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Pie Crust Promise

"That's a pie crust promise - easily made, easily broken." ~ Mary Poppins

So I made my resolution to post every Sunday. . . maybe every other Sunday?

I'm missing La Madeleine in this real winter that Nashville is having.

No, not a person, but a place with memories:

  • Lunches with my high school boyfriend's mother over quiche and tomato basil soup.

  • Catching up with Jodi when back in Bethesda over croissants and potato galettes.

  • Grading papers on a school night by their fire and snacking on bread and jam.

For some reason, I was never self-conscious eating and sitting there alone for hours on end.

For some reason, I feel that way at a patisserie in Brooklyn too - where I always ordered a quiche and sat outside before I headed to Matt's brownstone.

Maybe the French believe food is too important not to miss a meal - solo or not. . .

I'm at a loss why we don't have one here; I've written them five times and begged - BEGGED.

So. . . as I planned to make a quiche for the week, I realized I have found a favorite crust recipe and haven't posted it here. Full credit goes to Baking Mischief.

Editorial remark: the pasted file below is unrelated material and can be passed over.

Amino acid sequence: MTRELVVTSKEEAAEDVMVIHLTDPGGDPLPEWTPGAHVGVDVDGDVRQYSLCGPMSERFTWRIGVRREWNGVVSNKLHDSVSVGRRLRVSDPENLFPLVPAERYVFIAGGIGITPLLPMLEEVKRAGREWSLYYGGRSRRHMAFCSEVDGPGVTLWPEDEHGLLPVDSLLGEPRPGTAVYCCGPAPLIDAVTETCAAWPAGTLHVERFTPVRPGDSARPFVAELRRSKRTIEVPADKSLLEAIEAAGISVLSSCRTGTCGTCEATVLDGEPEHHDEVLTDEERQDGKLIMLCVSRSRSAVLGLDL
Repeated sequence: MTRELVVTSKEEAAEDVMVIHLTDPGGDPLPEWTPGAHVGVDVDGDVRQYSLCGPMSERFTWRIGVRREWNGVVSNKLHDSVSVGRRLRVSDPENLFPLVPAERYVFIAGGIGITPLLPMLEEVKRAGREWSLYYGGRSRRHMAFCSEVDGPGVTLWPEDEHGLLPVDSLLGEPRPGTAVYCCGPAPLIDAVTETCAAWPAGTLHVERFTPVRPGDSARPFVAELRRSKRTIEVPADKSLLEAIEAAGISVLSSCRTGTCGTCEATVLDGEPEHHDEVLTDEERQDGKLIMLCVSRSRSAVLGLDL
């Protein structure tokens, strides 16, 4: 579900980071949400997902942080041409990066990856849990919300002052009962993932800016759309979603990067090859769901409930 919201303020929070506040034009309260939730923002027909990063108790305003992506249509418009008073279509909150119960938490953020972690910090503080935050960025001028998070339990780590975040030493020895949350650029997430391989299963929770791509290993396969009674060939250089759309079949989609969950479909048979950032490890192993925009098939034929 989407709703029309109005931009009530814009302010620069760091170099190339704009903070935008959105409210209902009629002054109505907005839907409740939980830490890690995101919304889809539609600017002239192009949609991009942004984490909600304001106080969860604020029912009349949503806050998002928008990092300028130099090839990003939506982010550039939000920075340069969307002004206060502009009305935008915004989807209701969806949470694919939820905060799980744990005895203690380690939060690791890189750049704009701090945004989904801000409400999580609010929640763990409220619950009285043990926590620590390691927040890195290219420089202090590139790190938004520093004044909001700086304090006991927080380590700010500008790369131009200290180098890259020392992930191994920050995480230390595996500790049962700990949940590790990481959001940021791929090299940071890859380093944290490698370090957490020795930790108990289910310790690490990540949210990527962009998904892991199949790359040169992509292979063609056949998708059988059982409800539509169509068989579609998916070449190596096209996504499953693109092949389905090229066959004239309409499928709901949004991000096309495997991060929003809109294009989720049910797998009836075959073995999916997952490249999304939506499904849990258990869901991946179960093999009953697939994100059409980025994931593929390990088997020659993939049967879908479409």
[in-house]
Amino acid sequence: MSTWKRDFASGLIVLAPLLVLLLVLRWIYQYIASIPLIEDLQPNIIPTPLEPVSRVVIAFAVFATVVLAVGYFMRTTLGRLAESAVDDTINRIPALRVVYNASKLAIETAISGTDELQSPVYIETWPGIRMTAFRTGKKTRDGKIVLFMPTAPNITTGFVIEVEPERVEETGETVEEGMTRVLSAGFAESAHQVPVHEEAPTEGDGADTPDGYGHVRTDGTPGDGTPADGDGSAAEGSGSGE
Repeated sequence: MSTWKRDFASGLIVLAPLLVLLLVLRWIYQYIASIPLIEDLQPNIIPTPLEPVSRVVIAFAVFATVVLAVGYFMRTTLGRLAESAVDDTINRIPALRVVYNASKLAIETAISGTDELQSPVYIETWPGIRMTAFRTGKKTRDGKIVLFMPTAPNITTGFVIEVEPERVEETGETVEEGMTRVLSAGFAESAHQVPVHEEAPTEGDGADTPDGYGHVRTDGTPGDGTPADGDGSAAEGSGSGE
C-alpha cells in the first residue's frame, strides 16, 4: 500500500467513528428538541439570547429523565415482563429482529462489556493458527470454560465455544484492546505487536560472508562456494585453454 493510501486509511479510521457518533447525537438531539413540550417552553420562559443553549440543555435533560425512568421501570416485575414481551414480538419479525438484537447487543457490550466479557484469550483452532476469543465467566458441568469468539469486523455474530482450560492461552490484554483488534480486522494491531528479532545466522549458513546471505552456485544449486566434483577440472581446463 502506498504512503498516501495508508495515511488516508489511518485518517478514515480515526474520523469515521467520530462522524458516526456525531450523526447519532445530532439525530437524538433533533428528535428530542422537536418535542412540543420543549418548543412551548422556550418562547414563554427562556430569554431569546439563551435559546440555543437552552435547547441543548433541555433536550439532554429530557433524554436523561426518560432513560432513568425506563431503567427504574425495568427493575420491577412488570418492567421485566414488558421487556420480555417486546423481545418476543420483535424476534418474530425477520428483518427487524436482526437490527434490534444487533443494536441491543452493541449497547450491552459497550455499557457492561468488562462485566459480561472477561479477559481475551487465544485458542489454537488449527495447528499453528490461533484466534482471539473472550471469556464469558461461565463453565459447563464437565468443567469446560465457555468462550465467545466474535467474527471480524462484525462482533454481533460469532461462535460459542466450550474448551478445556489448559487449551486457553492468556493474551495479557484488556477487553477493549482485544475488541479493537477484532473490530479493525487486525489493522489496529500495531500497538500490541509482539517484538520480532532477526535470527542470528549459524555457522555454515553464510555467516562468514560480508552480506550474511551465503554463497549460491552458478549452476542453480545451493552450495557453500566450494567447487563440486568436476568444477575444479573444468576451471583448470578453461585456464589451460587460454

This summer, I did a taste test of about four crust recipes for tomato tarts, plum tarts, and chicken pot pies.

Hers is the HANDS DOWN winner.

I would have been totally skeptical of the crumby mixture and squeeze together method if I hadn't seen Gesine do it on Baked in Vermont one day (my eyes bulging and head shaking as I watched.)

But they are both right: it works. And I love rolling the dough out after chilling and still seeing flecks of butter in the dough - it means the pockets will steam and crisp the crust.

The below is for two 9 inch crusts:

  • 2 1/2 cups flour

  • 1 T sugar

  • 1 tsp. salt

  • 1 cup (2 sticks) of frozen butter

  • 2/3 cup buttermilk

~ Pulse the flour, sugar, and salt in food processor.

~ Chop the frozen butter into cubes.

~ Add butter to flour mixture and pulse until flour has pea-sized crumbles.

~ Through the pour tube, slowly add the buttermilk while processing.

~ When the dough JUST forms (I wait till it tumbles once) STOP.

~ The dough will still SEEM dry and crumbly.

~ Divide dough on two long sheets of plastic wrap.

~ Press crumbs together using the plastic wrap to guard your hands.

(Warm hands mean melting the butter!)

~ Chill for thirty minutes before rolling out OR freeze and take out the night before you want to use.

I never have buttermilk in the house. Who does?

I've made it with milk and lemon juice, but so often I don't have lemons either.

So when I DO have buttermilk - I make several crusts and put several in the freezer.

We pulled six out at Christmas for pies!

A little gallery of how I've used it this year:

A plum galette, chicken pot pie and chicken pot hand pie, tomato pie, and cheeseburger pie.



Frankie's Olive Oil

Williams Sonoma Croissants

Joe's Stone Crab Claws

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